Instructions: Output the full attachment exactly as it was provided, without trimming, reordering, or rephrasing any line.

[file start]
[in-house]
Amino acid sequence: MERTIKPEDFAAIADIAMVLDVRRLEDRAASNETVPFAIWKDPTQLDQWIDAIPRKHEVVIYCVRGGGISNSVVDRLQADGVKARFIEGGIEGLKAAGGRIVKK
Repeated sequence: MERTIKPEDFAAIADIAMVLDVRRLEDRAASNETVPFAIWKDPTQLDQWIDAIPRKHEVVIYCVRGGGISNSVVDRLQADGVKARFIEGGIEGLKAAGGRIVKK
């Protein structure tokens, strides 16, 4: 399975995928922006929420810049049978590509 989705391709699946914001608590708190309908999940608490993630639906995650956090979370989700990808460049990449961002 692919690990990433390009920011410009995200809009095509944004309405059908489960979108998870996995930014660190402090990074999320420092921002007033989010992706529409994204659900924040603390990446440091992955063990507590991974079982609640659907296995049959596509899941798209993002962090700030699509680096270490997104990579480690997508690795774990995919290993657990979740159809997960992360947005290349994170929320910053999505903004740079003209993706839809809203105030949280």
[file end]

[in-house]
Amino acid sequence: MERTIKPEDFAAIADIAMVLDVRRLEDRAASNETVPFAIWKDPTQLDQWIDAIPRKHEVVIYCVRGGGISNSVVDRLQADGVKARFIEGGIEGLKAAGGRIVKK
Repeated sequence: MERTIKPEDFAAIADIAMVLDVRRLEDRAASNETVPFAIWKDPTQLDQWIDAIPRKHEVVIYCVRGGGISNSVVDRLQADGVKARFIEGGIEGLKAAGGRIVKK
């Protein structure tokens, strides 16, 4: 399975995928922006929420810049049978590509 989705391709699946914001608590708190309908999940608490993630639906995650956090979370989700990808460049990449961002 692919690990990433390009920011410009995200809009095509944004309405059908489960979108998870996995930014660190402090990074999320420092921002007033989010992706529409994204659900924040603390990446440091992955063990507590991974079982609640659907296995049959596509899941798209993002962090700030699509680096270490997104990579480690997508690795774990995919290993657990979740159809997960992360947005290349994170929320910053999505903004740079003209993706839809809203105030949280």